Just what created the big blue spiral in the sky over Norway in the early morning hours of Dec. 9, 2009? Time traveling Borgs? Psychedelic aliens? Most likely, it was something much more terrestrial and much more boring. Many reports say it was the failed launch of a Russian rocket, probably a Bulava ICBM, a problem-plagued Russian missile that reportedly had several test launches scheduled. Although Russian officials haven’t confirmed this (and in fact one official denied there was any rocket launch in the area) an anonymous Russian military source said it actually was failed launch from a submarine in the White Sea early Wednesday morning.
UPDATE (Dec. 10): Russia has finally admitted a missile accident with the Bulava ICBM. This rocket already has failed six of 13 previous tests, according to the BBC, so Russia might have been a little embarrassed about it.
In what seems to confirm a rocket launch, yesterday, a message from NAVTEX was issued message warning airplanes not to fly, and ships not to sail in that area:
031230 UTC DEC 09
COASTAL WARNING ARKHANGELSK 94
SOUTHERN PART WHITE SEA
1.ROCKET LAUNCHING 2300 07 DEC TO 0600 08 DEC
09 DC 0200 TO 0900 10 DEC 0100 TO 0900
NAVIGATION PROHIBITED IN AREA
Additionally, a researcher at the Tromsø Geophysical Observatory (where they observe auroras) Truls Lynne Hansen is certain that the light was caused by a missile launch. “The missile has probably come out of control and exploded,” Hansen was quoted in the Barents Observer. “The peculiar spiral shaped light pattern comes from reflection of the sun in the leaking fuel.”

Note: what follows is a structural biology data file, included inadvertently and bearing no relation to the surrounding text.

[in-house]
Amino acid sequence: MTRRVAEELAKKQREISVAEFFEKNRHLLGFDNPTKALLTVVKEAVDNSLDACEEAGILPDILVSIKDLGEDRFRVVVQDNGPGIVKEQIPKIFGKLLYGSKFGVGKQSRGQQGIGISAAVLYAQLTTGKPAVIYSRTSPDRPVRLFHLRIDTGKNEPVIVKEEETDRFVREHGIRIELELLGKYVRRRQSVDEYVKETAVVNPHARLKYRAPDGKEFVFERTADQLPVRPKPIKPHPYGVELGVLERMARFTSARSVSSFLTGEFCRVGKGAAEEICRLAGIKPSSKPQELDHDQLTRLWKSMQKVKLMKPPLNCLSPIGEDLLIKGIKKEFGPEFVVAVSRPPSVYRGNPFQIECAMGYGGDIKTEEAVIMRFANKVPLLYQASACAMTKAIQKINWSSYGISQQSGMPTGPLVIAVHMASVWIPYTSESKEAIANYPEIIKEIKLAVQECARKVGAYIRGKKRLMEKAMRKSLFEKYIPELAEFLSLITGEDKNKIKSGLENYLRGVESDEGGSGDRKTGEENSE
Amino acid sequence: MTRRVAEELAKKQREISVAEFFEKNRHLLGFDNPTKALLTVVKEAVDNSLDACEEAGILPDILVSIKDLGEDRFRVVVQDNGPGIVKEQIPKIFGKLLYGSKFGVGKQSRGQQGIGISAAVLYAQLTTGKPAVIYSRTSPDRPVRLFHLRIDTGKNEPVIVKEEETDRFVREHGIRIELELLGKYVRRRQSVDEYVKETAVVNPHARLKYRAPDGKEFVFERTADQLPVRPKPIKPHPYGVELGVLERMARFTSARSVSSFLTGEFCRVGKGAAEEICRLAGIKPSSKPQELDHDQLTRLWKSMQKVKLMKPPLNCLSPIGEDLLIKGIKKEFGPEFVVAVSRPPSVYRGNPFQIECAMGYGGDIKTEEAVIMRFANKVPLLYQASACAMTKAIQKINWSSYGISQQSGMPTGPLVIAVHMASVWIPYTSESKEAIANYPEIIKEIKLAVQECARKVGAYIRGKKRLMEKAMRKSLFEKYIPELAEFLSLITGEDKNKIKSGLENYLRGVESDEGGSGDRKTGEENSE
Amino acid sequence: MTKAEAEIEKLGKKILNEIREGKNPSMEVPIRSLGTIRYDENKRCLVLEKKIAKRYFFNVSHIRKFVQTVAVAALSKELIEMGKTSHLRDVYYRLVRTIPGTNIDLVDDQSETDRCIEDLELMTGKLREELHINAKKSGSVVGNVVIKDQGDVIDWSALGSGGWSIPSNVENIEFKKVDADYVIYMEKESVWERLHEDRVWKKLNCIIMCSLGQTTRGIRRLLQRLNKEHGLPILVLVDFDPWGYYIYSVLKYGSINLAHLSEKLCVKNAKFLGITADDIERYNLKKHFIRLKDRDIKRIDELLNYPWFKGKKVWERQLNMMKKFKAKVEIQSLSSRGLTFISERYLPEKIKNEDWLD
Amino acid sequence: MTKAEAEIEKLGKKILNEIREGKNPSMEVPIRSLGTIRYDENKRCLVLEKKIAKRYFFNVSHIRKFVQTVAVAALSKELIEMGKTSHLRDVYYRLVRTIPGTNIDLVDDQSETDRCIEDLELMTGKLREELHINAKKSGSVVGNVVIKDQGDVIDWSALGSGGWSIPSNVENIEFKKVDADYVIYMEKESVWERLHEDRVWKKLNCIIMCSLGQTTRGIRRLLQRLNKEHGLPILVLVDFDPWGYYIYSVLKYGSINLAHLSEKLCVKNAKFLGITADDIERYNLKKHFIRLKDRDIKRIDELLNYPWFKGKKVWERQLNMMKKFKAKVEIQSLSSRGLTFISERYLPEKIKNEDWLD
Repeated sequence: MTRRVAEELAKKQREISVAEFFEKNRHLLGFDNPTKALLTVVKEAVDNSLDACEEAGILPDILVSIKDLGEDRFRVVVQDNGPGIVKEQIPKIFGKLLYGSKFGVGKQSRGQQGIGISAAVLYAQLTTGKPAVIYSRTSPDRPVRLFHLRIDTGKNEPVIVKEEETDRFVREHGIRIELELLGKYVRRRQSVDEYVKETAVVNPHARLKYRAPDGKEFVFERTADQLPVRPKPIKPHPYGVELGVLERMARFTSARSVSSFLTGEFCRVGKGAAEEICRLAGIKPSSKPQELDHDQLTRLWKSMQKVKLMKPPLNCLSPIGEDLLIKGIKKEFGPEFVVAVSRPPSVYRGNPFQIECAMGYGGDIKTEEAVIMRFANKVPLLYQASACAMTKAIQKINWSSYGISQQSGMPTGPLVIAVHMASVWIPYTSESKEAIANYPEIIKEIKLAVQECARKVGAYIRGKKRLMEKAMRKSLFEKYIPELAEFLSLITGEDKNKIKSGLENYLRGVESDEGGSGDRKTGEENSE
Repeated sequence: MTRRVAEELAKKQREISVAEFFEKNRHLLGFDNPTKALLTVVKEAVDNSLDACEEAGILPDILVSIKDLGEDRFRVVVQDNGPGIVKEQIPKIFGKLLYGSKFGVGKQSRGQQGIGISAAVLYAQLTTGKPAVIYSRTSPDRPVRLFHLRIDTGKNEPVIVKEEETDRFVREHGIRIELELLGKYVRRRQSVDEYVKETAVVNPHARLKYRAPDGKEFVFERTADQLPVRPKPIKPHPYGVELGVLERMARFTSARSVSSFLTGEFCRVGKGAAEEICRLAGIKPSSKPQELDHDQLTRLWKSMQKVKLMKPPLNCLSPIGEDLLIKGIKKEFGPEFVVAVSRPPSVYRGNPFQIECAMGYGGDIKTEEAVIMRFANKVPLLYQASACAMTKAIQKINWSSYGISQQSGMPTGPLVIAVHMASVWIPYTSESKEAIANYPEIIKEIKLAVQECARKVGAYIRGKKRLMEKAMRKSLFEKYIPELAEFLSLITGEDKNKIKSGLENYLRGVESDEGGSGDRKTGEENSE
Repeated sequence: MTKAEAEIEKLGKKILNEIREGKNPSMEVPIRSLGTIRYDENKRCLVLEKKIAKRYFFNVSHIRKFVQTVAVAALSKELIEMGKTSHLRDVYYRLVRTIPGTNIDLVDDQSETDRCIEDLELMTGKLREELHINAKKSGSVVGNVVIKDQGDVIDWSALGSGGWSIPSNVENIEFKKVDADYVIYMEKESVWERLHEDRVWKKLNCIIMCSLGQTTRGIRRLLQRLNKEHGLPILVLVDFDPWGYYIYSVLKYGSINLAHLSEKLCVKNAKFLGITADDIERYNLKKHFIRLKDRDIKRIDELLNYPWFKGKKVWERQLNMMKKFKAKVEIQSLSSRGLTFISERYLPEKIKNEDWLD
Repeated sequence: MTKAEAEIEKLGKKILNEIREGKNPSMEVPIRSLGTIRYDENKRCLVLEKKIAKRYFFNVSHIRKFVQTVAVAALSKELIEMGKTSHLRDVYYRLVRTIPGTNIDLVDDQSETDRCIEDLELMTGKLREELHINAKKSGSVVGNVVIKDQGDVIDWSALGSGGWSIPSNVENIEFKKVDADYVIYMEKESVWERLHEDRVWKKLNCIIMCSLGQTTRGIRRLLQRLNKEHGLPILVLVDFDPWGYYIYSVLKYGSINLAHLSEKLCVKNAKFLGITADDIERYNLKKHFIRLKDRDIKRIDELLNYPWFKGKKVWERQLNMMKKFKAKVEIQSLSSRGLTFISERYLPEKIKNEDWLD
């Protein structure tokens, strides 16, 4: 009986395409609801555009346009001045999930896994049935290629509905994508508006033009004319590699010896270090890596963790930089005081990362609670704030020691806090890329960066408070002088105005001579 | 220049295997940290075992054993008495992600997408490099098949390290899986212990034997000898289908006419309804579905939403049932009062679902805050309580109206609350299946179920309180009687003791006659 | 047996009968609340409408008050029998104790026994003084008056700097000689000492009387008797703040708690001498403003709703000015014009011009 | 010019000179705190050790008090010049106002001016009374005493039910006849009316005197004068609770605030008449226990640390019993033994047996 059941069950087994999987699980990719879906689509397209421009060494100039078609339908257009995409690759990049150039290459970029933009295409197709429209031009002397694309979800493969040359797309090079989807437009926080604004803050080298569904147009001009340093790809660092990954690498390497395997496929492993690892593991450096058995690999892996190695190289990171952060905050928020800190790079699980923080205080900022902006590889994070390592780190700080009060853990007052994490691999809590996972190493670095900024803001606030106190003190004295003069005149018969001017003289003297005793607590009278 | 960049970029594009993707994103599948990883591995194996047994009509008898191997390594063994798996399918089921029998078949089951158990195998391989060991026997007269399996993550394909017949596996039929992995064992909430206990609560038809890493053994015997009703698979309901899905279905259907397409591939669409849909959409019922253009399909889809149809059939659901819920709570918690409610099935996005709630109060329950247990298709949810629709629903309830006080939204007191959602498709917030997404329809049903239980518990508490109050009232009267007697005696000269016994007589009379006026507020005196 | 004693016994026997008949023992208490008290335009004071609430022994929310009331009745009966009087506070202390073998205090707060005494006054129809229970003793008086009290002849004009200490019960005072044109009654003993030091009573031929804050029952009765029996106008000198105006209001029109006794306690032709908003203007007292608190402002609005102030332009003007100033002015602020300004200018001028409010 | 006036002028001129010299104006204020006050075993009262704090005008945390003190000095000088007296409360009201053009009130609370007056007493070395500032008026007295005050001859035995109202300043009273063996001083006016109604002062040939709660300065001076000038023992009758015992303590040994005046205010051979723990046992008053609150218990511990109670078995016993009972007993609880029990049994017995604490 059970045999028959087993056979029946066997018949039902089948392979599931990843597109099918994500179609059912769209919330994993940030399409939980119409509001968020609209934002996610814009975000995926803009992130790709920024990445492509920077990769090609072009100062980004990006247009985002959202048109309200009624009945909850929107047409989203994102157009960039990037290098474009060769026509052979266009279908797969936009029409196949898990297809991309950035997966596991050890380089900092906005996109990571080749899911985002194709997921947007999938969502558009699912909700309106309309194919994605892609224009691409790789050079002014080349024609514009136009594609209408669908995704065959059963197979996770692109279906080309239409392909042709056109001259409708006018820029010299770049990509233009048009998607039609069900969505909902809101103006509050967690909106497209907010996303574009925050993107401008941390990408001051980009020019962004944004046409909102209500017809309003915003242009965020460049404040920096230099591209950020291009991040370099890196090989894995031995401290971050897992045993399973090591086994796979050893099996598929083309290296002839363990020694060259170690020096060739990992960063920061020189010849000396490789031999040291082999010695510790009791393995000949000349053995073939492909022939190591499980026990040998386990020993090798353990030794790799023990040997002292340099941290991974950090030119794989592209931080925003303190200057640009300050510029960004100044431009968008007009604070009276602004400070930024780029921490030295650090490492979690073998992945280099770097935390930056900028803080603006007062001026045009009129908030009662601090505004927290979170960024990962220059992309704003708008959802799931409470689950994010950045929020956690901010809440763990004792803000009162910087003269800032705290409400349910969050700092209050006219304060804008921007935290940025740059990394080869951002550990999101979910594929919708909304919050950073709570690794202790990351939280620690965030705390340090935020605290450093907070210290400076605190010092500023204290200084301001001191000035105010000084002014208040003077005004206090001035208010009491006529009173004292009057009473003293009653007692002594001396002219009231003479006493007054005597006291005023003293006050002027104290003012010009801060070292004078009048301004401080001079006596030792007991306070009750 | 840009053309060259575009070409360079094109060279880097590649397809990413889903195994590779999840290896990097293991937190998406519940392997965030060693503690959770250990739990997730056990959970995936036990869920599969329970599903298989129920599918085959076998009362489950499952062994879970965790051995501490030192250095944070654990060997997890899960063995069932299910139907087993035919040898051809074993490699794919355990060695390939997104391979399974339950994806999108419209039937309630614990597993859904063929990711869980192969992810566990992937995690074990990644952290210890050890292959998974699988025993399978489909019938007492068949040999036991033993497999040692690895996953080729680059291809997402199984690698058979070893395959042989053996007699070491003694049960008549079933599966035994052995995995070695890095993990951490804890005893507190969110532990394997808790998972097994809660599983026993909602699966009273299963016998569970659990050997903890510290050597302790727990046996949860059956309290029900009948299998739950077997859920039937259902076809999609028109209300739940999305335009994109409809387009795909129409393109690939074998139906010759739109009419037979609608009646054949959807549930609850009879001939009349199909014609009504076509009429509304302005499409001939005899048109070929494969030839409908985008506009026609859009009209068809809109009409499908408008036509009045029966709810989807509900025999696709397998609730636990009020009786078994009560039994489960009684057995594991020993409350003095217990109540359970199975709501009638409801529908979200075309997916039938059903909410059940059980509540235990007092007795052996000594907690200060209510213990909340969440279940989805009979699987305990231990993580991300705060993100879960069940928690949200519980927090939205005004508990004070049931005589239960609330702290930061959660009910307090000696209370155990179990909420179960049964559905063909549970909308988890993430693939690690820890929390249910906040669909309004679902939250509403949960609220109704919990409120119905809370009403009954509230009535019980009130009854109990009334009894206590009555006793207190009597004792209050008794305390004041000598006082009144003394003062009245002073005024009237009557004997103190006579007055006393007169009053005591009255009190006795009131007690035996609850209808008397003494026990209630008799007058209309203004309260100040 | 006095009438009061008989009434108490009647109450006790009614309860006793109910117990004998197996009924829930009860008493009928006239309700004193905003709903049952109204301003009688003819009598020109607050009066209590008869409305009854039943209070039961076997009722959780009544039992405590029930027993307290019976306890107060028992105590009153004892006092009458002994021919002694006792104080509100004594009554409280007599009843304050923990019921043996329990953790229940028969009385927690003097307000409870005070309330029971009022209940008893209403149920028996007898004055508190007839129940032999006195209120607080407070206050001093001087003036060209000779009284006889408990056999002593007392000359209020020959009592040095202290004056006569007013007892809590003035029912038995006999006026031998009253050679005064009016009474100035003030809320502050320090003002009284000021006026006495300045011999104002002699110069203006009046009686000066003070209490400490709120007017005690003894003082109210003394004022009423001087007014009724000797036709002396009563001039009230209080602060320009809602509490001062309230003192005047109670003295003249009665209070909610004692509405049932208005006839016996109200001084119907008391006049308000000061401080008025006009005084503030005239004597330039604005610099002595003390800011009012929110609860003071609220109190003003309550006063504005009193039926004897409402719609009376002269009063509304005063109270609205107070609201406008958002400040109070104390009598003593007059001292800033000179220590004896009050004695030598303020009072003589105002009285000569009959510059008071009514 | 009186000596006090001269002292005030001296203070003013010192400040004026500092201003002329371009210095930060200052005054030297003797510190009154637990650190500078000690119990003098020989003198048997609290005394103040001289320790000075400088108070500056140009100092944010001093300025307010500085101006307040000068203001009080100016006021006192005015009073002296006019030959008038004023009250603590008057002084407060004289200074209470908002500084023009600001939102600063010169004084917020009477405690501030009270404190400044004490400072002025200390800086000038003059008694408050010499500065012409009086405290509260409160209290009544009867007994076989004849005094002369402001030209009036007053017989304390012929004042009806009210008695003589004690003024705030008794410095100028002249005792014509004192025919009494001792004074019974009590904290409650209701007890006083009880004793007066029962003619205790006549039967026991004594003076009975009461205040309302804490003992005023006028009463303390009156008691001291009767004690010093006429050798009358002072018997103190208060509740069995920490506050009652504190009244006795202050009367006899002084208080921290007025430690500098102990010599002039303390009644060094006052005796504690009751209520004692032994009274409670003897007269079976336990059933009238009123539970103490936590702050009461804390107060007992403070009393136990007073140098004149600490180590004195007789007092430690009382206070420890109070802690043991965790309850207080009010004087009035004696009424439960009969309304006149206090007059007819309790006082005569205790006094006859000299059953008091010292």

Visible in the images and videos is the sunlight just beginning to peek over the horizon which would have back-lit the fuel.
Another launch on November 1 also caused strange light phenomenon in northern parts of Norway, although not as spectacular as the one today. It also caused speculation as to the cause, but it came from the launch of a Sineva missile from the nuclear submarine in the White Sea.
Doug Ellison from UnmannedSpaceflight.com has created a video (updated and improved from his earlier version we had in our previous article) showing the morphology of a tumbling rocket stage throwing out unspent fuel in two directions. “This is a set of rendered views using 3DS Max to produce a coarse simulation of what may have occurred to produce the beautiful formation in the sky over Norway earlier today,” he said. “It is not an ‘official’ answer, though. It looks beautiful, but there’s probably a fairly ordinary explanation.”
Here are just a few that were emailed to me today:
Aurora: Not likely. No aurora has ever taken on this shape.
Birkeland Current: Again, not likely. A Birkeland Current a magnetic field aligned current in the Earth’s magnetosphere which flows from the magnetotail towards the Earth on the dawn side and in the other direction on the dusk side of the magnetosphere. Birkeland currents often show filamentary, or twisted “rope-like” magnetic structure, and they create the aurora Borealis and Australis when they reach the upper atmosphere.
Poisk module: This Russian module undocked from the International Space Station yesterday, and a employee at Boeing said the module would have had unspent fuel which would have been released on reentry. However, the timing doesn’t seem to be right as to when it would have burned up the in the atmosphere.
Projection: There has been some talk this was just a projection on the sky. However, the phenomenon was seen in a wide area, meaning such a projection would have to be huge. Again, not likely.
Sources: Barents Observer, Navtex